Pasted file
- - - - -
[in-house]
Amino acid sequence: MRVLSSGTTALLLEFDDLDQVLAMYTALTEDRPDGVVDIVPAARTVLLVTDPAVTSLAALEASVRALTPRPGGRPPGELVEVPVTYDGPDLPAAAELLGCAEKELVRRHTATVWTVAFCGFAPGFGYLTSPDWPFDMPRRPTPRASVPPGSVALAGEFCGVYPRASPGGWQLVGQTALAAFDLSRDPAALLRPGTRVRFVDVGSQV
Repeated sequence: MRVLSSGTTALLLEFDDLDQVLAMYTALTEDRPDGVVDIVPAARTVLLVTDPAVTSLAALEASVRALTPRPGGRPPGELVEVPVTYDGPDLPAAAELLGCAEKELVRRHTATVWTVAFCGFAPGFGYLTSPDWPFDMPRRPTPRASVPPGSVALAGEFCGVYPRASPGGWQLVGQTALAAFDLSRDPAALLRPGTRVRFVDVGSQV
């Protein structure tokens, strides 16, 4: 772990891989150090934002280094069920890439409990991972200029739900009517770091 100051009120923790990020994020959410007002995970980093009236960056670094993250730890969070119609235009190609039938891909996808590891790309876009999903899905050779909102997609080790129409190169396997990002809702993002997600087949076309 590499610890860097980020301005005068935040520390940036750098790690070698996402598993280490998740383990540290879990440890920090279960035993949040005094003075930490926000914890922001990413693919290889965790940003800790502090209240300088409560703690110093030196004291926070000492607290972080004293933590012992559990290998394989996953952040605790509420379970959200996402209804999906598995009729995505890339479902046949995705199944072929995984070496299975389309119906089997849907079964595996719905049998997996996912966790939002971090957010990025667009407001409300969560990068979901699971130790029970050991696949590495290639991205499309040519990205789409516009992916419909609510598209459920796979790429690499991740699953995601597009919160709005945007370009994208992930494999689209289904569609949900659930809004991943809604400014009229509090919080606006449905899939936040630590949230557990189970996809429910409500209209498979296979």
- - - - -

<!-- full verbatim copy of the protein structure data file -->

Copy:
[in-house]
Amino acid sequence: MRVLSSGTTALLLEFDDLDQVLAMYTALTEDRPDGVVDIVPAARTVLLVTDPAVTSLAALEASVRALTPRPGGRPPGELVEVPVTYDGPDLPAAAELLGCAEKELVRRHTATVWTVAFCGFAPGFGYLTSPDWPFDMPRRPTPRASVPPGSVALAGEFCGVYPRASPGGWQLVGQTALAAFDLSRDPAALLRPGTRVRFVDVGSQV
Repeated sequence: MRVLSSGTTALLLEFDDLDQVLAMYTALTEDRPDGVVDIVPAARTVLLVTDPAVTSLAALEASVRALTPRPGGRPPGELVEVPVTYDGPDLPAAAELLGCAEKELVRRHTATVWTVAFCGFAPGFGYLTSPDWPFDMPRRPTPRASVPPGSVALAGEFCGVYPRASPGGWQLVGQTALAAFDLSRDPAALLRPGTRVRFVDVGSQV
């Protein structure tokens, strides 16, 4: 772990891989150090934002280094069920890439409990991972200029739900009517770091 100051009120923790990020994020959410007002995970980093009236960056670094993250730890969070119609235009190609039938891909996808590891790309876009999903899905050779909102997609080790129409190169396997990002809702993002997600087949076309 590499610890860097980020301005005068935040520390940036750098790690070698996402598993280490998740383990540290879990440890920090279960035993949040005094003075930490926000914890922001990413693919290889965790940003800790502090209240300088409560703690110093030196004291926070000492607290972080004293933590012992559990290998394989996953952040605790509420379970959200996402209804999906598995009729995505890339479902046949995705199944072929995984070496299975389309119906089997849907079964595996719905049998997996996912966790939002971090957010990025667009407001409300969560990068979901699971130790029970050991696949590495290639991205499309040519990205789409516009992916419909609510598209459920796979790429690499991740699953995601597009919160709005945007370009994208992930494999689209289904569609949900659930809004991943809604400014009229509090919080606006449905899939936040630590949230557990189970996809429910409500209209498979296979």